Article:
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Effect of Robot-Assisted Wearable Exoskeleton on Gait Speed of Post-Stroke Patients: A Systematic Review and Meta-Analysis of a Randomized Controlled Trials
Phys Ther Rehabil Sci 2022;11:471-7
Published online December 30, 2022
© 2022 Korean Academy of Physical Therapy Rehabilitation Science.

Chankyu Kima and Hyun-Joong Kima,b*

aDepartment of Physical Therapy, Gwangju Health University
bWomen’s cancer center Chung Ha Lin, Chung Yeon Rehabilitation Hospital
Correspondence to: Hyun-Joong Kim (ORCID https://orcid.org/0000-0001-6538-3872)
Department of Physical Therapy, Gwangju Health University, Gwangju, Republic of Korea
Women’s cancer center Chung Ha Lin, Chung Yeon Rehabilitation Hospital, Gwangju, Republic of Korea
Tel: +82-10-8005-1460 E-mail: hyun-joongkim@nmslab.org
Received December 11, 2022; Revised December 20, 2022; Accepted December 20, 2022.
cc This is an Open-Access article distributed under the terms of the Creative Commons Attribution Non-Commercial License (http://creativecommons.org/licenses/by-nc/4.0) which permits unrestricted non-commercial use, distribution, and reproduction in any medium, provided the original work is properly cited.
Abstract
Objective: The greatest motor impairment after stroke is a decreased ability to walk. Most stroke patients achieve independent gait, but approximately 70% do not reach normal speed, making it difficult to reach a standard of daily living. Therefore, a wearable exoskeleton is recommended for optimal independent gait because different residual disorders hinder motor function after stroke. This review synthesized the effect on gait speed in randomized controlled trials (RCTs) in which gait training using a wearable exoskeleton was performed on post-stroke patients for qualitative and quantitative analysis.
Design: A systematic review and meta-analysis of a randomized controlled trials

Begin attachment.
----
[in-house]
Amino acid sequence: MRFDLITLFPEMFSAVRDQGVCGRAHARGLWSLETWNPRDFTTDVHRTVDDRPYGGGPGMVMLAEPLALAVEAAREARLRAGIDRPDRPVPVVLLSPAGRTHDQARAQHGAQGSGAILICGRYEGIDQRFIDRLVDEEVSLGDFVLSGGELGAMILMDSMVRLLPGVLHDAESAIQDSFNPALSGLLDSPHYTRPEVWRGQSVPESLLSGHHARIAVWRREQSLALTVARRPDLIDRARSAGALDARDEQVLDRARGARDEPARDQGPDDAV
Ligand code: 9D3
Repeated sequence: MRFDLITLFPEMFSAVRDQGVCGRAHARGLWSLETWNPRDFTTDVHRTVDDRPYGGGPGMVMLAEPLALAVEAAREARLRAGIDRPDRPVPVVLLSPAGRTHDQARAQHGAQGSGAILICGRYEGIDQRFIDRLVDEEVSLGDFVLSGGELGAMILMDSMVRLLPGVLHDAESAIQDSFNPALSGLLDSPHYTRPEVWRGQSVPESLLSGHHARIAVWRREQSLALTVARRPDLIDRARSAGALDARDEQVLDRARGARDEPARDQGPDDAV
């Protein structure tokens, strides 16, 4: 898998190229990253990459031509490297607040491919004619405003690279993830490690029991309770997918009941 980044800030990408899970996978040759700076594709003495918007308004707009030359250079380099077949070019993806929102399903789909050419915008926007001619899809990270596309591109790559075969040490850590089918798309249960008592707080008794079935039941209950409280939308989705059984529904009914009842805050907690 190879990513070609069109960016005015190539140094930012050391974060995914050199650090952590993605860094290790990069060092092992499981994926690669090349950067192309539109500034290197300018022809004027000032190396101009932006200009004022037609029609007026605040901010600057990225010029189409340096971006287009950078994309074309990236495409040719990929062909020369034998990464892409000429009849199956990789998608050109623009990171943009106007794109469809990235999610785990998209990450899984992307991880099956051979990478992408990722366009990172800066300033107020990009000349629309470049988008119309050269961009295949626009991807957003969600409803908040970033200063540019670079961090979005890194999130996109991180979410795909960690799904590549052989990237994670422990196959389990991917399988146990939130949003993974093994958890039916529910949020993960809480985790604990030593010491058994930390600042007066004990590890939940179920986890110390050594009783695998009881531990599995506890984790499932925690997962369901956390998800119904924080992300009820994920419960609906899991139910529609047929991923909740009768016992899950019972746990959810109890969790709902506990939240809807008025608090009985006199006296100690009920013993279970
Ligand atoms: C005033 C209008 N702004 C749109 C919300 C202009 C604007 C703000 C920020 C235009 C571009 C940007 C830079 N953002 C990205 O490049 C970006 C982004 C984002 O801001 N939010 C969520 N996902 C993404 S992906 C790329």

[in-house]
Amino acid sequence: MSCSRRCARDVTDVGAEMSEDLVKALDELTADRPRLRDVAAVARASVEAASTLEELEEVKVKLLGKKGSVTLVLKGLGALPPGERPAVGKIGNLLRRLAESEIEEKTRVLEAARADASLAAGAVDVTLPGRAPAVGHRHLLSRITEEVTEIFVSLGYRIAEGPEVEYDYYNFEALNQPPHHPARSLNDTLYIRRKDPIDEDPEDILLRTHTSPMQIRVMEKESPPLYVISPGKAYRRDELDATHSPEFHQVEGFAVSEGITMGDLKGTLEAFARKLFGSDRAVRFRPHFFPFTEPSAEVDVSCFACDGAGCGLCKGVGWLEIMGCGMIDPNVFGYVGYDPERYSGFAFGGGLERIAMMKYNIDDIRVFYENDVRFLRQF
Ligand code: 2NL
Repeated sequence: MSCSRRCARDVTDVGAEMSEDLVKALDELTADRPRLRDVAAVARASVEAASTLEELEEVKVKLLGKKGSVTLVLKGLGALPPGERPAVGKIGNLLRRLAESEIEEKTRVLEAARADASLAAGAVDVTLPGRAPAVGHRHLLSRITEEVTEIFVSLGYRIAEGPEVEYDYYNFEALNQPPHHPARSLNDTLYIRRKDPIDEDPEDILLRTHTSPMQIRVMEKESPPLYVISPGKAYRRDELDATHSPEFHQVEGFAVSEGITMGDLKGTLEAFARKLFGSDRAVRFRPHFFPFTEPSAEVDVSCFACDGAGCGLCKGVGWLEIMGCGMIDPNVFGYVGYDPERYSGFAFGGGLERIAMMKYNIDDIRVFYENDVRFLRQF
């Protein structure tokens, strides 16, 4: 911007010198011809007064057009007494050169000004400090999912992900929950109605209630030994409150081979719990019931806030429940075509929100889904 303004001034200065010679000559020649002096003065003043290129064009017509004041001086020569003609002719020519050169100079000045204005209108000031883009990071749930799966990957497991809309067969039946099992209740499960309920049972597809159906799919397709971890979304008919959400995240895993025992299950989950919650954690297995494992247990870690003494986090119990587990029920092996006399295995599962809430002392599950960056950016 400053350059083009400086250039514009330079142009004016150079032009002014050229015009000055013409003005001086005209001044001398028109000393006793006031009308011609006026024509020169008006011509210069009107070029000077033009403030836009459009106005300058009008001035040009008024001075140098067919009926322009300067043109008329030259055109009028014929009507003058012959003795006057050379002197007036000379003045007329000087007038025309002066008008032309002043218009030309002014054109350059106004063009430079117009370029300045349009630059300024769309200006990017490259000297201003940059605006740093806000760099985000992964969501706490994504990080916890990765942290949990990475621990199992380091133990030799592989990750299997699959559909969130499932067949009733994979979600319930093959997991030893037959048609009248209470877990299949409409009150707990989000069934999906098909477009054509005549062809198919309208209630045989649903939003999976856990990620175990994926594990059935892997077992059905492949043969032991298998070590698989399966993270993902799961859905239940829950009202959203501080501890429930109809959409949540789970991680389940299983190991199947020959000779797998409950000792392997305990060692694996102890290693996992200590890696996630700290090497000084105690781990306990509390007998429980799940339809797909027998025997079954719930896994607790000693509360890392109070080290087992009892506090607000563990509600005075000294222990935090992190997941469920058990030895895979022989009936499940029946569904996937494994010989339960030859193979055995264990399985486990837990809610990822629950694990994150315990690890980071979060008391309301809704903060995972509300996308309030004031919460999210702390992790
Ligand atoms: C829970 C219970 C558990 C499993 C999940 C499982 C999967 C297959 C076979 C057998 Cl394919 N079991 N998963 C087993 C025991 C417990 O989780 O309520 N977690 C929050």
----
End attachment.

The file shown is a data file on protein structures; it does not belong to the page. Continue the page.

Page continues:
Methods: RCTs using wearable exoskeletons in robotic rehabilitation of post-stroke patients were extracted from an international electronic database. For quality assessment and quantitative analysis, RevMan 5.4 was used. Quantitative analysis was calculated as the standardized mean difference (SMD) and presented as a random effect model.
Results: Five studies involving 197 post-stroke patients were included in this review. As a result of the analysis using a random effect model, gait training using a wearable exoskeleton in post-stroke patients showed a significant improvement in gait speed compared to the non-wearing exoskeleton (SMD=1.15, 95% confidence interval: 0.52 to 1.78).
Conclusions: This study concluded that a wearable exoskeleton was more effective than conventional gait training in improving the gait speed in post-stroke patients.
Keywords : Robotic exoskeleton, Wearable Technologies, Stroke, Gait speed
Introduction

After a stroke, survivors experience various neurological defects and disorders, such as hemiplegia and impairment of cognition, communication, and spatiotemporal cognition [1, 2]. Even after standard rehabilitation is provided to post-stroke patients, 50 to 60% remain impaired. As a result of the movement disorder, the patient will always be partially dependent in daily life, which significantly impacts the patient's life and comes at a substantial financial cost [3].

The greatest motor impairment after stroke is a decreased ability to walk. Most stroke patients achieve independent gait, but approximately 70% do not reach normal speed, making it difficult to reach a standard of daily living [4, 5]. Compared to conventional gait training performed in hospitals, treadmill-based robotic-assisted gait training (t-RAGT) has a better or similar effect on gait speed [6-8]. t-RAGT enables repetitive and intensive training without the physical burden on the therapist and can provide objective and quantitative evaluations [9, 10]. However, wearable exoskeletons are recommended for optimal active gait because different residual disorders could hinder exercise ability after stroke [11].